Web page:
It should not be assumed that this site is publicly accessible and it may be on private property. Do not trespass.
|HER Number:||TQ 67 NW 98|
|Type of record:||Monument|
|Name:||J. B. White Portland Cement Works, Swanscombe|
Cement works first opened in 1825 which went on to produce Portland cement. The works was supplied by river, with a tramway, and later aerial ropeway, and by a number of pits which were extracted around the site. The works remained in operation until the 1990's and the site was demolished between 1990 and 1995. Very little of the site would have remained. (location accurate to the nearest 1m based on available information)
|Grid Reference:||TQ 6022 7511|
|Parish:||SWANSCOMBE AND GREENHITHE, DARTFORD, KENT|
- CEMENT WORKS (Closed, Post Medieval to Modern - 1874 AD to 1990 AD? (between))
- CEMENT KILN (Closed, Post Medieval to Modern - 1900 AD? to 1990 AD? (at some time))
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James Frost set up a works in 1825 to make artificial cement. This was later purchased by Francis & White in 1833, and solely operated by J. B. White & Son from 1838. Frost used grinding mills with iron shod wheels were used to crush chalk before use, which was then mixed with clay (from near Upnor) and water in a wash mill. It then settled in a washback until dried to a paste and cut out to be burn in a kiln. Later White manufactures Portland Cement in a similar fashion. In 1862 the works employed 750 and produced 30,000 tons of cement a year. In 1900 the site became part of APCM (Associated Portland Cement Manufacturers) and the first commercially operated rotary kiln was installed. By 1909 this number had increased to 16. Up to 1937 clay for the cement had been dug from Cliffe Marshes and transported to the works on 1,000 ton boats.
The works were originally situated in a trianular area between Manor Way/Lower Road, London Road and Pilgrims Road. In the 1870's it consisted of three widely spaced main buildings with four washbacks against Manor Way (centred on TQ6008075108). A small chalk pit operated to the south of London Road (TQ6011574914) and two cement pits to the north (Centred TQ6014375484). A tramway ran from the works, past the cement pits, up to Bell Wharf on the Thames (TQ 67 NW 1012). By 1897 the site had expanded considerably with washbacks and ovens built. The two cement pits had gone and in their place a marshalling yard for the trams to the river wharf, which also had developed. The tramway was extended and new pits works and old pits extended. By 1910 the site had spread north of Manor Way and more alterations had been made to the main work complex, with the western part redeveloped and several buildings demolished. By the 1930's an aerial ropeway had been installed form the works to Bell Wharf and four large wash mills built to the east of the main works and two in the old pit south of London Road. The site had been closed and demolished by 1995.(1)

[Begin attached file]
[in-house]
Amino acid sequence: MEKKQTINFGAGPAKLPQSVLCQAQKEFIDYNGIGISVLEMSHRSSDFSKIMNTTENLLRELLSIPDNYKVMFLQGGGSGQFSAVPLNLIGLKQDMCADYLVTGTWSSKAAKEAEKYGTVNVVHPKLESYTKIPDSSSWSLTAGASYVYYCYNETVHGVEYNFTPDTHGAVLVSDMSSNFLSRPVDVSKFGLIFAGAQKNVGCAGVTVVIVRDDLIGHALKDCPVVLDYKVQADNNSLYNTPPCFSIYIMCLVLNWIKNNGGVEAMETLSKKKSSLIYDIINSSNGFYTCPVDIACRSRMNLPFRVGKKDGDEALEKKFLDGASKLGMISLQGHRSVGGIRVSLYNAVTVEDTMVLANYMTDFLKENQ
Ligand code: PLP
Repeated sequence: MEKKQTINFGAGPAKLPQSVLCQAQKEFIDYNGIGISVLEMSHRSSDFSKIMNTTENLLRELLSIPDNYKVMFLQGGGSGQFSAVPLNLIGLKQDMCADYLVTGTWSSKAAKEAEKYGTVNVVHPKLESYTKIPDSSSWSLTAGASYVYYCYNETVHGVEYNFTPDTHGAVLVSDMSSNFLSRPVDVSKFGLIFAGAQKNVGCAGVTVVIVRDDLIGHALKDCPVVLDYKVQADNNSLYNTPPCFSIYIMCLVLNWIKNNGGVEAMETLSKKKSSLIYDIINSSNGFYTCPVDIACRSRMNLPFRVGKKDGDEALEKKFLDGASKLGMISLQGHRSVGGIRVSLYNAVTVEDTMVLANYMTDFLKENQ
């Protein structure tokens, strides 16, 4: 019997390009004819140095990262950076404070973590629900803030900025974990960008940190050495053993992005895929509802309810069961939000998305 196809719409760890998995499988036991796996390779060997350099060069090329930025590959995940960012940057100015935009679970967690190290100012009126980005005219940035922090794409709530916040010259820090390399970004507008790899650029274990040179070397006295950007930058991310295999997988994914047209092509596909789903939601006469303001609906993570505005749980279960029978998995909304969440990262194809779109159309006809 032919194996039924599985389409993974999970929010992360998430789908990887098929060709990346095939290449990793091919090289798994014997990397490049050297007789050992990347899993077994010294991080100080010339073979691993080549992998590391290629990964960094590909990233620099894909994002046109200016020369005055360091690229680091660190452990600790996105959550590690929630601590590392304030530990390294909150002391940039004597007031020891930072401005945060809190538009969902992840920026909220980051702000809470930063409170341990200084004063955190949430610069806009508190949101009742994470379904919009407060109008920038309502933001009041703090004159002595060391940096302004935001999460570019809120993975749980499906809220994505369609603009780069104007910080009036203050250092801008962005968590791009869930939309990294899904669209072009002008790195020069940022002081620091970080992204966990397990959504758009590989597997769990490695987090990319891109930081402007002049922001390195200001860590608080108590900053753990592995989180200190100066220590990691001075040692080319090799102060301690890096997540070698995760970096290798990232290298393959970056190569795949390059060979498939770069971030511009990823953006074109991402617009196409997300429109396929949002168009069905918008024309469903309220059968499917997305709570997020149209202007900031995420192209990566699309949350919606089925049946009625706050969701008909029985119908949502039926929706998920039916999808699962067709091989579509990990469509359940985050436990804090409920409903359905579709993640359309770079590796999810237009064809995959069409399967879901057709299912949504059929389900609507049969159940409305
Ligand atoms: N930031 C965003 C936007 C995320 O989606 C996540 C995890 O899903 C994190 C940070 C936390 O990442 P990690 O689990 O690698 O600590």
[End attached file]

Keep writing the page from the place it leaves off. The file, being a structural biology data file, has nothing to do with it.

<1> Eve, David., 1999, The Cement Industry in Kent: Results of a Sites and Monuments Record Enhancement Project 1996 - 98 (Unpublished document). SKE12011.
Sources and further reading
|<1>||Unpublished document: Eve, David.. 1999. The Cement Industry in Kent: Results of a Sites and Monuments Record Enhancement Project 1996 - 98. |
|TQ 57 SE 150||Parent of: Barnfield Pit (Collyers Pit or New Craylands Lane Pit), (Monument)|
|TQ 67 NW 1012||Parent of: Bell Wharf, Broadness (Monument)|
|TQ 67 SW 235||Parent of: Craylands Lane Pit, Swanscombe (Monument)|
|TQ 67 NW 107||Parent of: Johnson's cement works Second World War air raid siren, Swanscombe, Dartford, Kent (Monument)|
|TQ 67 NW 1011||Parent of: Pier at Broadness (Monument)|
|TQ 67 NW 1031||Parent of: Site of chalk Quarry, brick works and cement works, Northfleet (Monument)|
|TQ 67 SW 587||Parent of: Swanscombe Cement Works tunnel later used as Second World War air raid shelter (Building)|
|TQ 67 NW 99||Parent of: Tramway J. B. White Portland Cement Works, Swanscombe (Monument)|
|TQ 67 SW 588||Parent of: Tunnel at Swanscombe Cement Works later used as Second World War air raid shelter under London Road, Swanscombe (Building)|
|TQ 67 SW 589||Parent of: Tunnel at Swanscombe Cement Works, later used as Second World War air raid shelter under London Road, Swanscombe (Building)|
|TQ 57 NE 1001||Parent of: White's Jetty, Broadness (Monument)|
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